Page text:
Some habits die hard. How KGB-spies abroad got a second life

In the wake of the fall of the Soviet Union, a weighty question hung in the air: What would become of the KGB? The Communist Party no longer existed. It made perfect sense that the KGB — the Communist Party’s most trusted instrument for protecting the regime, both inside and outside the country — would also dissolve or at least change beyond recognition. Thus in the 1990s, under Yeltsin’s democratic government, the KGB’s foreign intelligence apparatus was doomed. Or was it?

by Andrei Soldatov and Irina Borogan

Early on a sunny October morning in 1990, a year before the collapse of the Soviet regime, the head of the KGB’s foreign intelligence, a middle-aged man with neatly combed dark hair and thin, tightly pressed lips, stepped out of his dacha. One of twenty wooden houses in the Yasenevo Forest (Yasenevo means ‘plenty of ash trees ‘) just a few miles southwest of Moscow, Leonid Shebarshin’s house was part of a dacha colony situated on the edge of a large compound occupied by the KGB’s foreign intelligence service headquarters. These houses were well looked after and furnished with servants to clear the rooms, do laundry, cook meals, and tend the garden.

Central Intelligence Service Yevgeny Primakov
Yevgeni Primakov (1929-2015). Picture Wikimedia

This morning Shebarshin took his time as he strolled through the woods on his way to work. Fifty-five years old, sardonic, aloof, and highly ambitious, he had been at his current post — head of the entire Soviet foreign intelligence operation — for just under two years.

It was a lonely, twenty-five-minute walk to his job — a daily rou­tine that gave him a chance to think. The living compound was quiet, and the manicured path through the woods felt completely deserted. The security fence encircled such a large area that, here in the woods, it was nowhere to be seen.

Shebarshin spotted an early morning runner on a side path. The man, who was wearing a blue sports suit topped by a motley knitted hat, was waving his arms, doing some kind of gymnastic exercise. Shebarshin recognized him immediately as Vladimir Kryuchkov. Once a protégé of Andropov, Kryuchkov was now the chairman of the entire KGB and Shebarshin’s boss. Kryuchkov’s office was in Lubyanka, in downtown Moscow, but he still held on to his beloved dacha in quiet Yasenevo. Shebarshin bowed and kept a respectful distance; he admired his boss.

Shebarshin also felt that he owed Kryuchkov for the meteoric rise of his own career. When Gorbachev had made Kryuchkov head of the KGB two years earlier, Kryuchkov had, in turn, tapped Shebarshin to run the KGB’s foreign intelligence.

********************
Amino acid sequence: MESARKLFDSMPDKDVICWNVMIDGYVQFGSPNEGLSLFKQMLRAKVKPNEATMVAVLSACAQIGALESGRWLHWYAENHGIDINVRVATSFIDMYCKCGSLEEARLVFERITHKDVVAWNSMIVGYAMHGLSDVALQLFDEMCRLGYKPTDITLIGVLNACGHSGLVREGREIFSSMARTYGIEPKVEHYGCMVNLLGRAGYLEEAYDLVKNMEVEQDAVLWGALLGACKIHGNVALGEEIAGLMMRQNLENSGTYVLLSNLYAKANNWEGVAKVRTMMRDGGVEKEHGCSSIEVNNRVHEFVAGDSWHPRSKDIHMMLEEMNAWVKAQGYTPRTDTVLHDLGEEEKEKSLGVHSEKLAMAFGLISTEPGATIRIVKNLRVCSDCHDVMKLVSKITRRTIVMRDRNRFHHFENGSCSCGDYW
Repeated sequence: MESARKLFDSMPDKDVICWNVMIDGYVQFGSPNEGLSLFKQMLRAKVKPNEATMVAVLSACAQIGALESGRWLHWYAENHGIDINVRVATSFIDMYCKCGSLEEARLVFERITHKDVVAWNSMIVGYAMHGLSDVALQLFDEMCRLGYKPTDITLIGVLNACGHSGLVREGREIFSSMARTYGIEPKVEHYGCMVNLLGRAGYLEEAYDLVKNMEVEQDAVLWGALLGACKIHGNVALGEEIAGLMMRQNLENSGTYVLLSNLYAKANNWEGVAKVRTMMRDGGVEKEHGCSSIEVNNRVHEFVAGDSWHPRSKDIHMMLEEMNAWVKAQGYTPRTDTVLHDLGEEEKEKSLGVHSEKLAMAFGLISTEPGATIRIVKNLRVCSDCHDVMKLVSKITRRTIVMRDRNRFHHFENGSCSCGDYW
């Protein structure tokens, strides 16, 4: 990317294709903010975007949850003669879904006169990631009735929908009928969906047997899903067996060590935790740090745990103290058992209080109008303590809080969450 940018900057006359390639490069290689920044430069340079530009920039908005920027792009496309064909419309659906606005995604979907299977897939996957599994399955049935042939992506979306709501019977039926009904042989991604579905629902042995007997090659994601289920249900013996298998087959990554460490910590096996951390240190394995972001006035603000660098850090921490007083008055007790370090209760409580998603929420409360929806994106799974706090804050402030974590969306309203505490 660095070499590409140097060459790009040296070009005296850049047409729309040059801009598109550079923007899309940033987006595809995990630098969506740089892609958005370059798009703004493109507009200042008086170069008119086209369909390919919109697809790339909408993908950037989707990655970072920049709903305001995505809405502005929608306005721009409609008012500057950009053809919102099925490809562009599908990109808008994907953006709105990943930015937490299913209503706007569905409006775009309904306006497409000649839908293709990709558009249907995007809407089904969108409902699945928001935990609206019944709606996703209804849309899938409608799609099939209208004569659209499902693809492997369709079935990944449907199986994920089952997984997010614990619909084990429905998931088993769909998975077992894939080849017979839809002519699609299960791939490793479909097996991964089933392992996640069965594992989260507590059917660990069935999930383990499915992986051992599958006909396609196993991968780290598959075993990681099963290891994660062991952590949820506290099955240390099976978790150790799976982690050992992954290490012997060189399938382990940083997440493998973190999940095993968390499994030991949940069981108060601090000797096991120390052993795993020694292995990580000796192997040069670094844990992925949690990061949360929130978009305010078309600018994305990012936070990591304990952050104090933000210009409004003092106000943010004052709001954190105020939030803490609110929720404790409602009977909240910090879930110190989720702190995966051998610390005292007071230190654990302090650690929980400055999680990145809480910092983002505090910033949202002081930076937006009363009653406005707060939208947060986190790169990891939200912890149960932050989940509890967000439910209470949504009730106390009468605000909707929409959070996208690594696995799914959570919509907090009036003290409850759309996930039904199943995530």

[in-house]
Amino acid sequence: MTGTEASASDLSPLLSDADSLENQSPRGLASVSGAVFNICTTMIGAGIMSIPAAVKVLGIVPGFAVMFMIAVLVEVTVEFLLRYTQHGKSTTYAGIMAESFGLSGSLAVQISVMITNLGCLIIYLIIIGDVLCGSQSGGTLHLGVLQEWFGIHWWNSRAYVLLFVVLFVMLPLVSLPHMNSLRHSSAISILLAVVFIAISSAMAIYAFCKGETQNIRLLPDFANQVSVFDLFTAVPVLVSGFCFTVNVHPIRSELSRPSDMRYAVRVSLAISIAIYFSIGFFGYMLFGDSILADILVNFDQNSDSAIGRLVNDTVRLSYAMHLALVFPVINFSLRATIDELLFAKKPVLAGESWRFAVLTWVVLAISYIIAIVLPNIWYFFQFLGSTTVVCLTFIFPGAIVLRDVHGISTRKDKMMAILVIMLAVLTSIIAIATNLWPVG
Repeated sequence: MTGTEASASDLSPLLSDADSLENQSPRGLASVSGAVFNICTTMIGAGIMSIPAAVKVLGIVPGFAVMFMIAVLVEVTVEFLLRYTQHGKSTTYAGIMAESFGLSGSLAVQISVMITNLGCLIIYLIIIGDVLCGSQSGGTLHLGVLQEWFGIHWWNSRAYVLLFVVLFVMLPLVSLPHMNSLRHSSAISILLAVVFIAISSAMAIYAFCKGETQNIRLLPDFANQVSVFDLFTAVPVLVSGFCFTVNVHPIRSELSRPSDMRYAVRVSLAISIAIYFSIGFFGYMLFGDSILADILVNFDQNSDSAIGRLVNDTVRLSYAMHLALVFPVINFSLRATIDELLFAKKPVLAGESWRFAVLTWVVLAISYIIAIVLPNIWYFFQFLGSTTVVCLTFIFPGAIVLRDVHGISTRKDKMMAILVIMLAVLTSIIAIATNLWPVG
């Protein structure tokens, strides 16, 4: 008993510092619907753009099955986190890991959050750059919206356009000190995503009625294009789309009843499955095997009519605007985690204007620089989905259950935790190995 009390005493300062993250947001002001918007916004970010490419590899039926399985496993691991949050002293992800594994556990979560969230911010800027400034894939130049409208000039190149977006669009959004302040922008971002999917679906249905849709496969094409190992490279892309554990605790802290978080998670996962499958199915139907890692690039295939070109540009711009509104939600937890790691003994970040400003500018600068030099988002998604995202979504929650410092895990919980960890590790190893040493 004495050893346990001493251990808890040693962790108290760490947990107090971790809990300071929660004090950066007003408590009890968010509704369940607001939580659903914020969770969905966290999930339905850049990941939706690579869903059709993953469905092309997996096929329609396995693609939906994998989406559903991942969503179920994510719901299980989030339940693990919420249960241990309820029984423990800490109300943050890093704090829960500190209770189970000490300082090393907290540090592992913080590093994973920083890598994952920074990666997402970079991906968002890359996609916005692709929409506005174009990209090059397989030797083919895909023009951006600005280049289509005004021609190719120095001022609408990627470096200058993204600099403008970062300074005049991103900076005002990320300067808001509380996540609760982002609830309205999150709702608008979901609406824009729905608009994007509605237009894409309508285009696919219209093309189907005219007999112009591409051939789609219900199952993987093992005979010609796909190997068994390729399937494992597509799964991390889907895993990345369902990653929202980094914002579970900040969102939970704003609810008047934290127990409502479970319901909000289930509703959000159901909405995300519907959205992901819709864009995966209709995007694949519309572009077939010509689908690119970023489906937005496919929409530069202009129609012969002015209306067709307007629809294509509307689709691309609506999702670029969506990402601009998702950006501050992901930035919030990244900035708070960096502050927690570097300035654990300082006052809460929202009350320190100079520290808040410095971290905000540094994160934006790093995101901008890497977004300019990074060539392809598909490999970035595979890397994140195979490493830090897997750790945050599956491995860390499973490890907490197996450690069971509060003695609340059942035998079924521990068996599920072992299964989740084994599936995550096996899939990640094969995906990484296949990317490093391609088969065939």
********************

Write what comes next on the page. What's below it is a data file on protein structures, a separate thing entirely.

Shebarshin was a surprising choice. He had spent most of his spy career in the East — India, Pakistan, and Iran — rather than dealing with the Main Adversary, as the United States was known in Lubyanka.

But Kryuchkov felt that Shebarshin’s experience dealing with Afghanistan in the 1980s justified his promotion to the post. As head of the foreign intelligence agency, Shebarshin oversaw roughly twelve thousand people.

Yasenevo - the Russian Langley

After a twenty-minute walk in the woods, Shebarshin approached a checkpoint. The sign by the gate read Science Research Center — the cover name adopted by the KGB’s foreign intelligence service for its forest headquarters when it relocated from Lubyanka in 1972. The guard recognized him, and the iron gates opened noiselessly. Beyond the checkpoint, Shebarshin took a path that led through a grove of maples to a stumpy seven-story concrete building.

KGB’s spies always had American counterparts on their minds

It was probably no accident that this compound in the woods reached that particular height. The old CIA headquarters at Langley was also exactly seven stories high, and the KGB’s spies always seemed to have their American counterparts on their minds. Who knows? Maybe this relationship was more emotional than commonly thought. The resemblance was strong enough that within Moscow’s CIA station, people referred to the Yasenevo compound as ‘the Russian Langley’.

The seven-story building was only one part of the forest head­quarters. Behind it, toward the west, rose a twenty-two-story office high-rise; to the east was a shorter structure with two wings, like the tail of a dove. This swooping building housed shops with dis­counted prices, a department store, and a clinic; there were two saunas, a swimming pool, several gymnasiums, and multiple tennis courts. All in all, it had the feeling of an exclusive American country club — and if an officer was short on time, a masseuse could be summoned to his office.